Electronic Design

Linux For Dummies, 8th Edition

When my $400 ultra-compact Eee PC arrived I wanted to harvest that bounty of freeware people say is out there. My prior experience with Unix was limited to ls, man, prn, an occasional telnet and ftp, and a lot of trn, of course. But all that is in the rear-mirror—about twenty years ago, maybe more. So I thought I really needed a dummies book if I was to go beyond the bundled software in the new machine.

With all due respect to the Free Software Foundation and GNU, Linux turns out to be a tower of Babel. It's all about distributions and repositories. The Dummies book comes with a disc containing its own Linux distribution, but the Eee PC is bundled with its own proprietary and much-hacked version of Xandos, which is derived from the Debian distribution, garnished with a dash of KDE. Neither Xandos nor Debian will accept any responsibility for what's on the Eee PC.

The Dummies book turned out to be useless unless I wanted to replace my native Linux with the one on the book's disc. That's what the power users do, of course. There is a wonderful forum for people who want to tweak their Eee PCs at forum.eeeuser.com, which includes a Wiki telling people how to replace the bundled OS and apps with stuff from other distributions. That sounds a little scary, but I guess it's okay if you have a lot of time, curiosity, and caffeine, because the worse that can happen is that you'll have to reinstall the native software from a hidden partition on the computer's solid-state hard drive.

Not that Asus, the big motherboard/laptop company that developed the Eee PC, encourages any of this. Their marketing pitch is that the Eee PC comes from the store fully loaded and ready to work or play—which it really does. Nice job, Asus. But I was hoping for some add-ons, like InCopy, for when I'm on the road and need to edit articles and KrossWordSolver for those Saturday New York Times puzzles. And the geeks and hackers on that forum, well, they're never going to be happy using the native software. What would be the point of that?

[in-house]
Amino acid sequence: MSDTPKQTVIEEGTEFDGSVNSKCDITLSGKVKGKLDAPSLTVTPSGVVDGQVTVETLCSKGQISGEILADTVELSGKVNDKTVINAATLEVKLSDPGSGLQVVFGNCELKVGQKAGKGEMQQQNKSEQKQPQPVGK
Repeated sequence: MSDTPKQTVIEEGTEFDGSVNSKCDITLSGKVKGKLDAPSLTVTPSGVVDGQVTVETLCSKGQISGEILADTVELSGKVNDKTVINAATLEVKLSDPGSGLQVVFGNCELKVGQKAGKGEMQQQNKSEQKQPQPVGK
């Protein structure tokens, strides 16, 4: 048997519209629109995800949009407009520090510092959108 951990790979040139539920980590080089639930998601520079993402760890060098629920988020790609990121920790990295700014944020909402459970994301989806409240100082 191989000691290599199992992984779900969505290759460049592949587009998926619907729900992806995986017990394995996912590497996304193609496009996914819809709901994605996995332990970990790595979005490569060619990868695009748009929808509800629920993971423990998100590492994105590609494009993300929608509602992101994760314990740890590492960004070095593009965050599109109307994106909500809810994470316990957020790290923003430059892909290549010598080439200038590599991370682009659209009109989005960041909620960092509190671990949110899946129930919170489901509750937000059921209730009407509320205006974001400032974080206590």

Dummies having failed me, I turned to smarties. My daughter and her boyfriend, both CS Ph.D. candidates and devotees of the Unbuntu Linux distribution, are home for the holidays from their respective schools, so I showed them the Eee PC and the site for KrossWordSolver (It has a link from KDE) and asked how I would go about installing it. Twelve hours later it was installed but broken, and my SS drive was cluttered with a few Megs of new stuff they'd loaded. I'm assuming they pinned my old stuff (I think I understand pinning.) I elected to thank them and do a restore.

Subsequently, using knowledge I picked up from the forum's Wiki, I used the Linux console to launch synaptics, the graphical front-end for apt-get, which is the utility you use for loading applications that are available for your distribution. But when I tried to reload the lists of apps from the repositories, the links were broken, or down, or otherwise inaccessible, so I'm still really at square one, which isn't so bad, given how well the native applications on the computer runs.

I didn't recapitulate all of these Jerry Pournelle-ish travails just to win your sympathy, though. This is really a screed about what's happening with portable tree-ware. Considering that I started with a limited knowledge of what one could do in Unix with a few basic commands in the Bourne shell, I learned a great deal (not that I was able to put any of it to use) in a few days. But I didn't get it from books. The Dummies book was distribution-specific (and frankly, that's okay, since they included the disc with the book), but it didn't address what to do about my situation—mash-ups of standard distributions. I am, of course, in awe of the O'Reilly books with the animal wood-cuts on the covers, but I digress.

What has been working for me is free stuff online. That, and hands-on. Afterall, if you’re like me, what you really discovered in college is that books are fine, but real learning starts in the lab.

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